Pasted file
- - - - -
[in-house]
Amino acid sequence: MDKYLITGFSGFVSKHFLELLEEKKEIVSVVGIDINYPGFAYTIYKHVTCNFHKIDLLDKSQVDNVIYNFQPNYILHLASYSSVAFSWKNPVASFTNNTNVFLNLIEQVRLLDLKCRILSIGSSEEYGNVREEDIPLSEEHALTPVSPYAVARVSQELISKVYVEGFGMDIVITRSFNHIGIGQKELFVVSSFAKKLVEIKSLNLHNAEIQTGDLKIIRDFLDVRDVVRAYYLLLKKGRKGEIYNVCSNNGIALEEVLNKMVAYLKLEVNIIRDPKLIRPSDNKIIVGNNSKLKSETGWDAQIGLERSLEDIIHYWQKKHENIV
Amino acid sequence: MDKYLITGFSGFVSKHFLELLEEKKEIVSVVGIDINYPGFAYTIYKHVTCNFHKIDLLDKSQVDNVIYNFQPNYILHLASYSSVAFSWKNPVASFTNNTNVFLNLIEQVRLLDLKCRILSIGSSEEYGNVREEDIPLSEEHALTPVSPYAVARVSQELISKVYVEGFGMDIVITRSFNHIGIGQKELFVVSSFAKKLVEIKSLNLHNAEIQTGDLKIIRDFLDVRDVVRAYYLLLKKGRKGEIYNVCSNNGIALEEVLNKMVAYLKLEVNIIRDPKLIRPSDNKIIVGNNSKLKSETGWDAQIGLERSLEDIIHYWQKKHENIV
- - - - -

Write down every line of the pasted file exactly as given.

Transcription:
[in-house]
Amino acid sequence: MDKYLITGFSGFVSKHFLELLEEKKEIVSVVGIDINYPGFAYTIYKHVTCNFHKIDLLDKSQVDNVIYNFQPNYILHLASYSSVAFSWKNPVASFTNNTNVFLNLIEQVRLLDLKCRILSIGSSEEYGNVREEDIPLSEEHALTPVSPYAVARVSQELISKVYVEGFGMDIVITRSFNHIGIGQKELFVVSSFAKKLVEIKSLNLHNAEIQTGDLKIIRDFLDVRDVVRAYYLLLKKGRKGEIYNVCSNNGIALEEVLNKMVAYLKLEVNIIRDPKLIRPSDNKIIVGNNSKLKSETGWDAQIGLERSLEDIIHYWQKKHENIV
Amino acid sequence: MDKYLITGFSGFVSKHFLELLEEKKEIVSVVGIDINYPGFAYTIYKHVTCNFHKIDLLDKSQVDNVIYNFQPNYILHLASYSSVAFSWKNPVASFTNNTNVFLNLIEQVRLLDLKCRILSIGSSEEYGNVREEDIPLSEEHALTPVSPYAVARVSQELISKVYVEGFGMDIVITRSFNHIGIGQKELFVVSSFAKKLVEIKSLNLHNAEIQTGDLKIIRDFLDVRDVVRAYYLLLKKGRKGEIYNVCSNNGIALEEVLNKMVAYLKLEVNIIRDPKLIRPSDNKIIVGNNSKLKSETGWDAQIGLERSLEDIIHYWQKKHENIV